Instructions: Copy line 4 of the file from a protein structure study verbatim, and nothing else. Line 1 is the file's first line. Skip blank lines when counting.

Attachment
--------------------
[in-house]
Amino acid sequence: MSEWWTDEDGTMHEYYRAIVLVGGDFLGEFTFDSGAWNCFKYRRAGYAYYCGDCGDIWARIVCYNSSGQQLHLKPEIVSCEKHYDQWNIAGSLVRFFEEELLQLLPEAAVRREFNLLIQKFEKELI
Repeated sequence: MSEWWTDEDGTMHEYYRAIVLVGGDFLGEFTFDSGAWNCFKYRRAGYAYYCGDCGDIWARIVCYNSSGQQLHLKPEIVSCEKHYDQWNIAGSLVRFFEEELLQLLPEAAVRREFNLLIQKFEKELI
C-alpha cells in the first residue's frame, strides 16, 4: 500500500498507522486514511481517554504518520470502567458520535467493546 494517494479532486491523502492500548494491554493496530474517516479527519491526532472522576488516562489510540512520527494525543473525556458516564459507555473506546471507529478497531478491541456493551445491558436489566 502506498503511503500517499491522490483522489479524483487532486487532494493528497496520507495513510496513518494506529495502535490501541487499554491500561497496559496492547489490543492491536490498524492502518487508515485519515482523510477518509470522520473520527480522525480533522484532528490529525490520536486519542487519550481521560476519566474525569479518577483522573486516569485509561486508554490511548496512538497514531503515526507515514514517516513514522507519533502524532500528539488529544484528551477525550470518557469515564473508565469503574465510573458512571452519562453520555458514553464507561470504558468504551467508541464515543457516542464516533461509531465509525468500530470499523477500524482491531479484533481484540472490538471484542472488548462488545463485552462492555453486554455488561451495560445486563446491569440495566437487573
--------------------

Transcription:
C-alpha cells in the first residue's frame, strides 16, 4: 500500500498507522486514511481517554504518520470502567458520535467493546 494517494479532486491523502492500548494491554493496530474517516479527519491526532472522576488516562489510540512520527494525543473525556458516564459507555473506546471507529478497531478491541456493551445491558436489566 502506498503511503500517499491522490483522489479524483487532486487532494493528497496520507495513510496513518494506529495502535490501541487499554491500561497496559496492547489490543492491536490498524492502518487508515485519515482523510477518509470522520473520527480522525480533522484532528490529525490520536486519542487519550481521560476519566474525569479518577483522573486516569485509561486508554490511548496512538497514531503515526507515514514517516513514522507519533502524532500528539488529544484528551477525550470518557469515564473508565469503574465510573458512571452519562453520555458514553464507561470504558468504551467508541464515543457516542464516533461509531465509525468500530470499523477500524482491531479484533481484540472490538471484542472488548462488545463485552462492555453486554455488561451495560445486563446491569440495566437487573